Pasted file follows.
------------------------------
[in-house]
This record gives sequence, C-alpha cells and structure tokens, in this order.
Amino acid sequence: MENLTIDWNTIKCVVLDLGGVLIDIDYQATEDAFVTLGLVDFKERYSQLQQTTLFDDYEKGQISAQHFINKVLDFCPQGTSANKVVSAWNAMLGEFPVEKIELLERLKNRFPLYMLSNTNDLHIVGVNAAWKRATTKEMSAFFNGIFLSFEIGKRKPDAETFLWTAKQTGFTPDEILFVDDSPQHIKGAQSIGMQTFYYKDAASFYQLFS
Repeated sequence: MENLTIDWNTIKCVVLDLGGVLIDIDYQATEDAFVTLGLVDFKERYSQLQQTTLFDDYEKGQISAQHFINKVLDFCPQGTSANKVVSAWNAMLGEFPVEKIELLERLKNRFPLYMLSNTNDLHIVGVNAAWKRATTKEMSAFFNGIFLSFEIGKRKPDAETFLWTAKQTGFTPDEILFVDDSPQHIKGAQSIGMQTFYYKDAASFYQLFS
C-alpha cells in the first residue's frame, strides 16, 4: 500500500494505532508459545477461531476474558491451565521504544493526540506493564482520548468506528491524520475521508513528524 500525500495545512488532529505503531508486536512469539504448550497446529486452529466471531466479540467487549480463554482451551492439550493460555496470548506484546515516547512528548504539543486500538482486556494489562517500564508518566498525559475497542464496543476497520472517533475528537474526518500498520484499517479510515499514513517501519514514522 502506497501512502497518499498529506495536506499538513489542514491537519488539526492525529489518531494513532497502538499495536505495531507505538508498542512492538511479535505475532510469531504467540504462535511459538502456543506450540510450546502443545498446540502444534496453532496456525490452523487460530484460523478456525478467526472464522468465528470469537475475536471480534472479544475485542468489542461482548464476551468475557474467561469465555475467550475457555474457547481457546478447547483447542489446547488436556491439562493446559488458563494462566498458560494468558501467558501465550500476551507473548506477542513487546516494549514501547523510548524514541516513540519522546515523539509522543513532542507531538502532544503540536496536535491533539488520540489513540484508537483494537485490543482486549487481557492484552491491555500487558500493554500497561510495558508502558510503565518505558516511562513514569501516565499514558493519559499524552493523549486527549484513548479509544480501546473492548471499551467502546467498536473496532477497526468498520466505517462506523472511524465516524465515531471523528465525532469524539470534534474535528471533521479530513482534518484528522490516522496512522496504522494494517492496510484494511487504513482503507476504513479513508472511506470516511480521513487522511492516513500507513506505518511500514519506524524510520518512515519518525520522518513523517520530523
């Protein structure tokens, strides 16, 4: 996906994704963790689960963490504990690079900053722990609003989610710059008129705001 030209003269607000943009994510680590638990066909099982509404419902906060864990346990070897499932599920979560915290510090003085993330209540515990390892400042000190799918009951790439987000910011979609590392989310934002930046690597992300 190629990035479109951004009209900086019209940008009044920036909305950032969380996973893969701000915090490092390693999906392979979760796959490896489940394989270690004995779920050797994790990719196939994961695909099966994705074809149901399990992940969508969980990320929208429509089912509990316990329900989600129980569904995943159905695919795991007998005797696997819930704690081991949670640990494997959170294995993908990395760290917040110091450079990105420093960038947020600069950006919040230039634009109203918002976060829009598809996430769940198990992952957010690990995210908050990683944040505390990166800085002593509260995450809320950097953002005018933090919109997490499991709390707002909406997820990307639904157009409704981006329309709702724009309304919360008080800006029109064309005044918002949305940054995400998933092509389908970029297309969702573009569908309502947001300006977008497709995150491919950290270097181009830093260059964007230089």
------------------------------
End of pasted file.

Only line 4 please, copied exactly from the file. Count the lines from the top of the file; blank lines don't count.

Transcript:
Repeated sequence: MENLTIDWNTIKCVVLDLGGVLIDIDYQATEDAFVTLGLVDFKERYSQLQQTTLFDDYEKGQISAQHFINKVLDFCPQGTSANKVVSAWNAMLGEFPVEKIELLERLKNRFPLYMLSNTNDLHIVGVNAAWKRATTKEMSAFFNGIFLSFEIGKRKPDAETFLWTAKQTGFTPDEILFVDDSPQHIKGAQSIGMQTFYYKDAASFYQLFS